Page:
Despite nearly 22 years in Congress, including the past 12 as a U.S. senator, North Carolina’s Richard Burr is not so well-known in his home state. Because of that, many pundits thought the Republican from Winston-Salem might be vulnerable in his reelection bid this year.
Democrats, though, had a hard time recruiting top-tier candidates. Former Sen. Kay Hagan, former Charlotte Mayor Anthony Foxx and state treasurer Janet Cowell were among those who took a pass.
Seven other candidates – four Democrats and three Republicans – did get in to challenge Burr. The three little-known Republicans are running to Burr’s right, a good trick. None would make a better senator than Burr. And though the Democrats had to go fairly deep on their bench, two of the four – Deborah Ross and Chris Rey – have developed into viable candidates who could pose a surprisingly credible challenge to Burr.
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Ross, Rey, Kevin Griffin and Ernest Reeves seek the Democratic nomination. We recommend Ross, though we also find Rey to be an energetic, passionate and intelligent advocate for Democratic causes.
Ross spent a decade as a representative in the N.C. House and was highly regarded in that role. A chair of judiciary, ethics and elections law committees, she was consistently ranked among the 10 most influential House members (out of 120) until Republicans took control of the chamber in 2010. She left the legislature to be general counsel of GoTriangle, a regional transit agency. Earlier in her career she led the ACLU of North Carolina.
She has won a number of key endorsements, including from EMILY’s List, the Democratic Senatorial Campaign Committee, Planned Parenthood and the National Education Association, which represents teachers.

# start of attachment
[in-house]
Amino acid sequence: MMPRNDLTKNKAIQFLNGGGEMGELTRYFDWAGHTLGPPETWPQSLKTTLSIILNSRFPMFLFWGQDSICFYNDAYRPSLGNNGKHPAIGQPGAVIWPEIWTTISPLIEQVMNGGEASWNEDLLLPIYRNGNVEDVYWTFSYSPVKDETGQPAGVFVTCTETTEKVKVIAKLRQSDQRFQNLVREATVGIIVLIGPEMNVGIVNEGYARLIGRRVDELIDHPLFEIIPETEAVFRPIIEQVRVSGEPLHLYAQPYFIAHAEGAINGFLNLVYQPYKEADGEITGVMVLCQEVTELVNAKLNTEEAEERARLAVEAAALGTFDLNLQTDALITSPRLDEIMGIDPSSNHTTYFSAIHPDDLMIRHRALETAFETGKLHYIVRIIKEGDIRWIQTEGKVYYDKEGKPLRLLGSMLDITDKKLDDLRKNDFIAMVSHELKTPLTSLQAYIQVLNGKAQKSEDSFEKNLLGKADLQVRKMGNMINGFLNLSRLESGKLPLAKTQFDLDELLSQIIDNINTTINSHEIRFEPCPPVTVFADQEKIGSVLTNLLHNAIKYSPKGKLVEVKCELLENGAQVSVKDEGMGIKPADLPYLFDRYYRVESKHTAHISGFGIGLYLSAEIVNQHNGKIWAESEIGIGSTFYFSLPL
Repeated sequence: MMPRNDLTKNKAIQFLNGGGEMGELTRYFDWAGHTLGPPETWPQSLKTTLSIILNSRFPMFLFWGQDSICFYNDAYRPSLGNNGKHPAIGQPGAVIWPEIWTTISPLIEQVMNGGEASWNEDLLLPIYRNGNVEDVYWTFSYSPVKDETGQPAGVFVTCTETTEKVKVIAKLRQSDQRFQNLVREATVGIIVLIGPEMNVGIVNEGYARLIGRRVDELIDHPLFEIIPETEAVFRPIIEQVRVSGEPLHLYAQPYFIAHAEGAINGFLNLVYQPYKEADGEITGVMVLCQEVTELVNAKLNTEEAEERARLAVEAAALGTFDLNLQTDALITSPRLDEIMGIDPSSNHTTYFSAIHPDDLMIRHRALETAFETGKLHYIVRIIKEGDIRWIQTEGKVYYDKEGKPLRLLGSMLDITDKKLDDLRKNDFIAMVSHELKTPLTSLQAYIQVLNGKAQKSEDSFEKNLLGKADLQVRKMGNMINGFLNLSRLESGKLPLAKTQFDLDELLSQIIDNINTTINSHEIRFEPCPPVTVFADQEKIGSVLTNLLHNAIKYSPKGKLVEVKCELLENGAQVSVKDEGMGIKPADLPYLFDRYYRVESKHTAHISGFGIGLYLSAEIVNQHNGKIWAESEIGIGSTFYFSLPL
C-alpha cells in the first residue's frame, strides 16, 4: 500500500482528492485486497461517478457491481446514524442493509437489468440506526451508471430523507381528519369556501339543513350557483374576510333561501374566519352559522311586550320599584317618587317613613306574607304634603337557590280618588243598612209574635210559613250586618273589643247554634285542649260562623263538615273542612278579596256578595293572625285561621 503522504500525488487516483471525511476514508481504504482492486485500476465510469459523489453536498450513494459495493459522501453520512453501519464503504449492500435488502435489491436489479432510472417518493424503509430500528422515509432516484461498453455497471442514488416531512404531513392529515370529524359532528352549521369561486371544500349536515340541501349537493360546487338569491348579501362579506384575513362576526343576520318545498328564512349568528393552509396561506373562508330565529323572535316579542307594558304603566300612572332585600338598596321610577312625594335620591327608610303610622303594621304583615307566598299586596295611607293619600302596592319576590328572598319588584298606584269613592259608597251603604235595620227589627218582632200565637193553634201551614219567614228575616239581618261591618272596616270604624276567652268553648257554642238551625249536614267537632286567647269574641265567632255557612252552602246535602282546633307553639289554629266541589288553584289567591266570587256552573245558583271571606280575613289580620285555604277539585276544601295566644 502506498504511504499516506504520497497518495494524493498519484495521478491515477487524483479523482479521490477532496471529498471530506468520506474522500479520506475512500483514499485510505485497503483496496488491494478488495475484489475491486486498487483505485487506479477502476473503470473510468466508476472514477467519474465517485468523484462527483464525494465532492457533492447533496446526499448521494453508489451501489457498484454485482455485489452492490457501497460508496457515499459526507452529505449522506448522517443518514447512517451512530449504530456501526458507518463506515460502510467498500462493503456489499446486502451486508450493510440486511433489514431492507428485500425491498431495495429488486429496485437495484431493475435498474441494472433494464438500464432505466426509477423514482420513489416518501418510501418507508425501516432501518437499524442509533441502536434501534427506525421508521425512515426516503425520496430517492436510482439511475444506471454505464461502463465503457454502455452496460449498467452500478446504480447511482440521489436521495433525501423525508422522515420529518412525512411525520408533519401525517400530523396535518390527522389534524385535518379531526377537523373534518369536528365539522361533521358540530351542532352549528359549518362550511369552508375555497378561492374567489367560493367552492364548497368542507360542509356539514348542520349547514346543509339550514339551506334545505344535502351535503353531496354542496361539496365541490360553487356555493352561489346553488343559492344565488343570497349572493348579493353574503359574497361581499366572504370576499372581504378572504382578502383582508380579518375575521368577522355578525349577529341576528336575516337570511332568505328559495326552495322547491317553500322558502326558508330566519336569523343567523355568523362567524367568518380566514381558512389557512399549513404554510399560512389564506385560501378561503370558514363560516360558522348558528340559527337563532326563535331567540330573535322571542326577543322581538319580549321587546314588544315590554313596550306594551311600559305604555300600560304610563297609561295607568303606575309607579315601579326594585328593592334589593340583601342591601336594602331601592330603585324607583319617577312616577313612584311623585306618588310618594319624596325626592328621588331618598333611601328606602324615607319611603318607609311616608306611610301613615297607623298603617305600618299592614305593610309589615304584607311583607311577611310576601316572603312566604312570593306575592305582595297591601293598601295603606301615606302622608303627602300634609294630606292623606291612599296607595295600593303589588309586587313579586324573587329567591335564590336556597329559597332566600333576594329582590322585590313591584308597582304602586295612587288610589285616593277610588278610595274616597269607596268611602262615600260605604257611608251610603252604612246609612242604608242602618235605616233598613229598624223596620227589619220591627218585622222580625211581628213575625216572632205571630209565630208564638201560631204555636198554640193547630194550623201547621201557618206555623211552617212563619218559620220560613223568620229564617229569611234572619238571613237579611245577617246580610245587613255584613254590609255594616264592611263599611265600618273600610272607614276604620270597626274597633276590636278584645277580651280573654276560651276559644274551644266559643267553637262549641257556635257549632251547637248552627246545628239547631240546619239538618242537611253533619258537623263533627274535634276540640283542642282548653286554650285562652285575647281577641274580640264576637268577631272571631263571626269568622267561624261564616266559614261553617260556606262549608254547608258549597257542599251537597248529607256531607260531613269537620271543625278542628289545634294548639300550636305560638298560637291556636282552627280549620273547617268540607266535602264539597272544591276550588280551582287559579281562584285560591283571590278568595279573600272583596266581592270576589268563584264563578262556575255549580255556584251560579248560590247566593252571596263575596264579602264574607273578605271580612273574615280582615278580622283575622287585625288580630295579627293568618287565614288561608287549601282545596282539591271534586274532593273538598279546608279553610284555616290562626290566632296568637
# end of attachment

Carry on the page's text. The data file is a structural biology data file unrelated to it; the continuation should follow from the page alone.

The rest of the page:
Ross is labeled as a liberal; she is and will fight for traditional Democratic platform items such as a higher minimum wage. But she also has a record of working across the aisle to get things done. Most importantly for Democrats in a primary, Ross has the money, the organization and the personal attributes that would make her the biggest threat to Burr in November.
Rey, the mayor of the Fayetteville suburb of Spring Lake, is also impressive. A veteran who served in Iraq and Afghanistan and earned a Bronze Star, he came back to his struggling hometown and as mayor has done much to turn it around. He worked in cybersecurity for the Department of Defense and now leads a nonprofit that coordinates health care for the poor.
Rey argues convincingly he would effectively represent the poor and middle class. And as he gets better known, his passion and style could energize Democratic voters.
The other two Democrats – Durham staffing agency owner Griffin and retired Army captain Reeves – have significantly less experience and would be weaker candidates in November.
Richard Burr has risen to chair the Senate Intelligence Committee, the most prominent role by a senator from North Carolina since Jesse Helms. Challenged by three inexperienced candidates to his right, he deserves renomination.
Burr has amassed a reliably conservative voting record in his 22 years in Washington, and he has more clout than his Republican opponents could hope for.
The most serious challenger, Greg Brannon, is an OB-GYN who lost to Sen. Thom Tillis in a 2014 primary. An early Tea Partier, Brannon portrays Burr as a member of the Washington establishment who needs to go, but offers little more.
Paul Wright is a retired judge and perennial candidate for high office who says he wants to fight the “deChristianization” of America and ban same-sex marriage despite the Supreme Court’s ruling.
Larry Holmquist is a retiree in Greensboro who wants to abolish the IRS, deport the 11 million illegal immigrants in the United States, and fight Burr over failing to shut down the government over Obamacare.